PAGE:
Friday, January 21, 2011


It’s winter in New York. That means grey snow against grey sidewalks, set against grey buildings and a grey sky. It’s sort of hard to walk, honestly. The only two great seasons in New York are spring up to about June, and fall until New Year’s Day. Everything surrounding those two points in time really just stinks. I bring this up because I’m about to tell you another great thing about living in New York, and I don’t want you to feel bad.

Today I spent the afternoon at the recently reopened Museum of the Moving Image. It looks great, and they’ve managed to curate up a fantastic program of films and educational programs. If you’re in the area and you love movies, check it out.

As part of their inaugural month the museum presented a collection of four films by the legendary Georges Melies accompanied by live music performed by similarly legendary New York musician Sxip Shirey ( Sxip’s music, like Melies’ movies, explode with innovation and virtuosity. Shirey used train whistles, surgical tubing, bells, whistles, synthesizers, and a host of other objects to give Melies a sound mix proper to his groundbreaking films.

An amazing afternoon was had by all, followed by dinner, the Jets/Pats game, and a surprising number of burgers at a joint in Astoria. The topic of conversation was this week’s classic film:

1902’s A Trip to the Moon.

Melies most famous film is pretty much as classic as classics go when it comes to the history of film. According to legend, Melies saw some of the earliest films as projected by the Lumiere brothers and immediately wanted to make them himself. While using his first camera he managed to get the film stuck. After developing the footage, Melies marveled as images jumped and created strange and magical effects. Melies realized that he could manipulate film in order to create fantastic effects. And classics were born.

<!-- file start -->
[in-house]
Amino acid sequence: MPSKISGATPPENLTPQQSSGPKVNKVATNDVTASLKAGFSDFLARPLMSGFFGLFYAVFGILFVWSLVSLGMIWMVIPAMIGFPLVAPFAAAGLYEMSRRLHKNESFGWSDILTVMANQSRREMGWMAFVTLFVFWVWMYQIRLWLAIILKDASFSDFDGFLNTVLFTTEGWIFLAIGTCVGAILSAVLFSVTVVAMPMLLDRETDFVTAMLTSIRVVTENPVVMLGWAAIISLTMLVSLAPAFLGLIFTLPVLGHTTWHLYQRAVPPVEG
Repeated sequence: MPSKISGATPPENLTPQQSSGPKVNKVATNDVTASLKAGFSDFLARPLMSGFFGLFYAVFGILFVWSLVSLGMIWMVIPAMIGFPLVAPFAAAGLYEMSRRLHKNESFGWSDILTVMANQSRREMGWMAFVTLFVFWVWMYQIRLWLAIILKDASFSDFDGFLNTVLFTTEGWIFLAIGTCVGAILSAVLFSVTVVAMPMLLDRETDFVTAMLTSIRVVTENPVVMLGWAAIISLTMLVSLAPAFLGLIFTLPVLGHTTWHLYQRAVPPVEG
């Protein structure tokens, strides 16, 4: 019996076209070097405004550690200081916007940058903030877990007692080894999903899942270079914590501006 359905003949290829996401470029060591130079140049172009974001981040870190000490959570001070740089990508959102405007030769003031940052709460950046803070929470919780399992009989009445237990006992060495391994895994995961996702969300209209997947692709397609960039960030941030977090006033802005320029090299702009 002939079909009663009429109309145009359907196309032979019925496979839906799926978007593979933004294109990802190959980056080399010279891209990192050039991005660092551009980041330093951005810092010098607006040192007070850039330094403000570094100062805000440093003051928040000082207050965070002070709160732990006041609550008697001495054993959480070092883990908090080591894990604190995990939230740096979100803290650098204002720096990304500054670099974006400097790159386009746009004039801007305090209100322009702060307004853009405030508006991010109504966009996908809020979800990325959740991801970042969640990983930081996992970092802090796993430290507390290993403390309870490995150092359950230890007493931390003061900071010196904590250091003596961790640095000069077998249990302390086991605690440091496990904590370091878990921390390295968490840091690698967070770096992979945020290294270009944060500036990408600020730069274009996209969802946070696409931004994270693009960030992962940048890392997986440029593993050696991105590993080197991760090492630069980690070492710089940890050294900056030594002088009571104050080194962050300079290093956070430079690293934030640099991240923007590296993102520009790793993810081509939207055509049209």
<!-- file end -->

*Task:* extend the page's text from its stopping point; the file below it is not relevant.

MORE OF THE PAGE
At the beginning of every medium it’s pretty easy to create classics. A classic requires some combination of virtuosity, novelty, and entertainment value. If a movie is overwhelmingly and perfectly entertaining it doesn’t necessarily need to be all that novel, and if it’s genuinely and completely novel it doesn’t actually need to be all that entertaining. True virtuosity trumps everything, of course.

A Trip to the Moon takes Melies early experiments in special effects and uses them in a feature about a bunch of scientists who shoot themselves from the Earth all the way to the moon. Like, in a big bullet. Then there are big lizards and stars that look like hot 19th Century chicks and scientists engaging in mortal combat with umbrellas.

Instant classics are few and far between. They require skilled innovation, entertainment value, or sheer wild talent, and none of that comes along very often. When it does, it creates the kind of impact crater on history made by the films of Georges Melies.


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